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  • The Rock Art of Tate Modern

    25th of July 2019.  The hottest day ever in Britain … considering the “vibrant matter” of Joseph Beuys’s artwork residing in a cooled, high-white room in the Tate Modern in London.  

    The 21 crystallized basalt pillars quarried near Kassel Germany in the 1980s, are connected with the 7000 blasted, selected, and hauled to the Kassel’s Friedrichsplatz in front of the Museum Fridericianum.  Spawned from that expansive and ongoing 7000 Eichen (7000 Oaks) project, the Tate’s very materialized and very conceptualized artwork, The End of the Twentieth Century, was purchased by the Tate in 1991.  It is one of three separate but related installations preserved intact and carefully curated in European museums. (Another: Pinakothek in Munich, which also today marked its hottest day in history.)

    The week prior to arriving in London in May this year, and by good fortune, I walked among the Ballymeanoch standing stones in Kilmartin Glen in Western Scotland  The coned circles carved into the boulders by Beuys echoed in my mind’s eye the cups and concentric circles on some of ancient stones placed upright 4000 years ago in the verdant valley.  Through the Tate Modern gallery wondering wanderers drift by the Beuys stones with a glance of uncertain awe. Modern travelers gaze in similar fashion at the Kilmartin monuments.  Stones, gaze, wonder.

    John Berger believed, “In matters of seeing, Joseph Beuys was the great prophet of the second half of our century.”   Prophet is a powerful word.  Perhaps a good word to hold in mind when looking with placed stones while wondering about the human endeavor.  Stones, heat, art.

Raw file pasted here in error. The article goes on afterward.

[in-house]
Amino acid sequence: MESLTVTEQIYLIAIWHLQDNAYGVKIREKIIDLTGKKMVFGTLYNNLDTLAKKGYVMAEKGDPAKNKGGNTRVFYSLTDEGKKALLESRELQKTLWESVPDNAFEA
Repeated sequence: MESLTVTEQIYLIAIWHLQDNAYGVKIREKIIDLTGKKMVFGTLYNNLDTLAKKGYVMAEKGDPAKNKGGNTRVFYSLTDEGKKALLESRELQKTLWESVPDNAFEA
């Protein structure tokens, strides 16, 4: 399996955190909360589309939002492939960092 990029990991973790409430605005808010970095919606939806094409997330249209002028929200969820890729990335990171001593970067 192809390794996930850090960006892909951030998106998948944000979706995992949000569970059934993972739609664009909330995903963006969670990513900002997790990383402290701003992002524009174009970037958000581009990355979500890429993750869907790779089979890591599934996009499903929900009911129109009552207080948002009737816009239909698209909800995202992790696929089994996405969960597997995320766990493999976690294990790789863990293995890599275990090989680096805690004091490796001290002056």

Photos Douglas Beauchamp May 2019

  • ChronoZoning Lake Abert

    Time collapses. This basalt is different. Harder. Darkly brown. Rounded water-smoothed boulders thick with feldspar crystals sparkling in the desert air.  Petroglyphs emerge ghost-like, yearning, dissolve as the light shifts, from 3000 YBP (+/- 2500 years).  Along the eastern shore of Lake Abert.  Along US Highway 395 north to Canada south to California 19th century geographic imaginings. Margins alive. Lichen cattle shrimp avocets bighorn. Saltcrusts fences bones placed stones. Wave cut road cut clay bed tar bed.

    Here the southwest edge the multi-layered Columbia River Flood Basalt Province. Color-coded on puzzled maps. 17-15 millions years Before Present.  Suddenly 8 million years ago the earth stretching west the block fault scarp breaks up as the valley sinks. After the last glacial the basin lake shrinks to a thin shimmer of a ghost of a brimming Pleistocene past.

    Other petroglyphs along Lake Abert carved on sheer-faced boulders cracked tumbled from the upward rims. A finer lighter basalt. Soft gray, dark gray, stony gray.  Petroglyphs recalling the Holocene seasons cycling with life. Peooles on and through this land for 14,000 years.Of and in this earth. Now named for absent Westerners. Deitz. Paisley. Warner. Abert too a ghostly misnomer from Fremont’s 1840s hauntings.

    A very near blurred future-time collides toward this place. Too soon geo-logically: a stark dry slope a dusty valley. Asphalt road bed black cracking tilting sliding into white salt. Trace chemicals congeal to bind the changing times. Patina darkens petroglyphs rock circles stacked walls. Wind carries the sparklings of the longing crystals on through the curve of time.

    More Abert images on Google+